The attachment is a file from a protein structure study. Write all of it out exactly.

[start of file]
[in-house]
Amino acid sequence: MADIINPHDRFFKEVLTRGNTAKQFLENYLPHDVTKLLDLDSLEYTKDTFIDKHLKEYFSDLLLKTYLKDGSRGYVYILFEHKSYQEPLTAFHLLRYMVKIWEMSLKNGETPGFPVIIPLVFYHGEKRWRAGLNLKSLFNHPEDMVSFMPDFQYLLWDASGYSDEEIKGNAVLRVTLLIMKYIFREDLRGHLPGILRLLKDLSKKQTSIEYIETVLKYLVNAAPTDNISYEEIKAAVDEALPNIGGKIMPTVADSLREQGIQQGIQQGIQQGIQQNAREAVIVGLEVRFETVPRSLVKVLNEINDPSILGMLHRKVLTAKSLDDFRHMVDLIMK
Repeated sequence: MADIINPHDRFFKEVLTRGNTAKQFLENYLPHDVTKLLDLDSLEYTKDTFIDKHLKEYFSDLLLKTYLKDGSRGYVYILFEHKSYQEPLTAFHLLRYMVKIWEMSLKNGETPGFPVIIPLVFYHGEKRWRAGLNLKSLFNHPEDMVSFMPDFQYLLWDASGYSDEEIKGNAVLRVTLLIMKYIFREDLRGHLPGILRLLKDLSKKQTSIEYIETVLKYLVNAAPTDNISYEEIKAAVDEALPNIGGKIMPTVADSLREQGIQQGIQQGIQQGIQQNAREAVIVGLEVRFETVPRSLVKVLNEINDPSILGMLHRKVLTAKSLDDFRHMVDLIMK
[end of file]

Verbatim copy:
[in-house]
Amino acid sequence: MADIINPHDRFFKEVLTRGNTAKQFLENYLPHDVTKLLDLDSLEYTKDTFIDKHLKEYFSDLLLKTYLKDGSRGYVYILFEHKSYQEPLTAFHLLRYMVKIWEMSLKNGETPGFPVIIPLVFYHGEKRWRAGLNLKSLFNHPEDMVSFMPDFQYLLWDASGYSDEEIKGNAVLRVTLLIMKYIFREDLRGHLPGILRLLKDLSKKQTSIEYIETVLKYLVNAAPTDNISYEEIKAAVDEALPNIGGKIMPTVADSLREQGIQQGIQQGIQQGIQQNAREAVIVGLEVRFETVPRSLVKVLNEINDPSILGMLHRKVLTAKSLDDFRHMVDLIMK
Repeated sequence: MADIINPHDRFFKEVLTRGNTAKQFLENYLPHDVTKLLDLDSLEYTKDTFIDKHLKEYFSDLLLKTYLKDGSRGYVYILFEHKSYQEPLTAFHLLRYMVKIWEMSLKNGETPGFPVIIPLVFYHGEKRWRAGLNLKSLFNHPEDMVSFMPDFQYLLWDASGYSDEEIKGNAVLRVTLLIMKYIFREDLRGHLPGILRLLKDLSKKQTSIEYIETVLKYLVNAAPTDNISYEEIKAAVDEALPNIGGKIMPTVADSLREQGIQQGIQQGIQQGIQQNAREAVIVGLEVRFETVPRSLVKVLNEINDPSILGMLHRKVLTAKSLDDFRHMVDLIMK